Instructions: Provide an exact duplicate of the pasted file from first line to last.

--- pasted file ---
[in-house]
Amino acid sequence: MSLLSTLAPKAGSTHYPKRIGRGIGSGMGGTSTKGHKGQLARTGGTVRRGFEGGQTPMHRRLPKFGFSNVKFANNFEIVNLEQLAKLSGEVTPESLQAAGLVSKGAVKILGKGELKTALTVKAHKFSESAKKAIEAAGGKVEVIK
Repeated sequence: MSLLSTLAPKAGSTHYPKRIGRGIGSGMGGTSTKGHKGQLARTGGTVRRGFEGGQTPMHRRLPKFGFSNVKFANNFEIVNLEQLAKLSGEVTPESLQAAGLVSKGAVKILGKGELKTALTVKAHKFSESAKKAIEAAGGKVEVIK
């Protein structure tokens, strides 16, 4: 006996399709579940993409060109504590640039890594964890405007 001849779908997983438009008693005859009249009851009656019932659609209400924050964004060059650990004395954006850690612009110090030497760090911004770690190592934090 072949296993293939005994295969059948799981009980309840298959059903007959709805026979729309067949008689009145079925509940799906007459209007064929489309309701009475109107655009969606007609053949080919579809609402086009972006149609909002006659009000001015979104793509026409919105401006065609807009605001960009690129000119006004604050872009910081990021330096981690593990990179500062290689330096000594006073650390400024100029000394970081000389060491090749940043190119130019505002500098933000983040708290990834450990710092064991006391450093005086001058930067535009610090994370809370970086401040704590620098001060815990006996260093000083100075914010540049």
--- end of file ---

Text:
[in-house]
Amino acid sequence: MSLLSTLAPKAGSTHYPKRIGRGIGSGMGGTSTKGHKGQLARTGGTVRRGFEGGQTPMHRRLPKFGFSNVKFANNFEIVNLEQLAKLSGEVTPESLQAAGLVSKGAVKILGKGELKTALTVKAHKFSESAKKAIEAAGGKVEVIK
Repeated sequence: MSLLSTLAPKAGSTHYPKRIGRGIGSGMGGTSTKGHKGQLARTGGTVRRGFEGGQTPMHRRLPKFGFSNVKFANNFEIVNLEQLAKLSGEVTPESLQAAGLVSKGAVKILGKGELKTALTVKAHKFSESAKKAIEAAGGKVEVIK
């Protein structure tokens, strides 16, 4: 006996399709579940993409060109504590640039890594964890405007 001849779908997983438009008693005859009249009851009656019932659609209400924050964004060059650990004395954006850690612009110090030497760090911004770690190592934090 072949296993293939005994295969059948799981009980309840298959059903007959709805026979729309067949008689009145079925509940799906007459209007064929489309309701009475109107655009969606007609053949080919579809609402086009972006149609909002006659009000001015979104793509026409919105401006065609807009605001960009690129000119006004604050872009910081990021330096981690593990990179500062290689330096000594006073650390400024100029000394970081000389060491090749940043190119130019505002500098933000983040708290990834450990710092064991006391450093005086001058930067535009610090994370809370970086401040704590620098001060815990006996260093000083100075914010540049």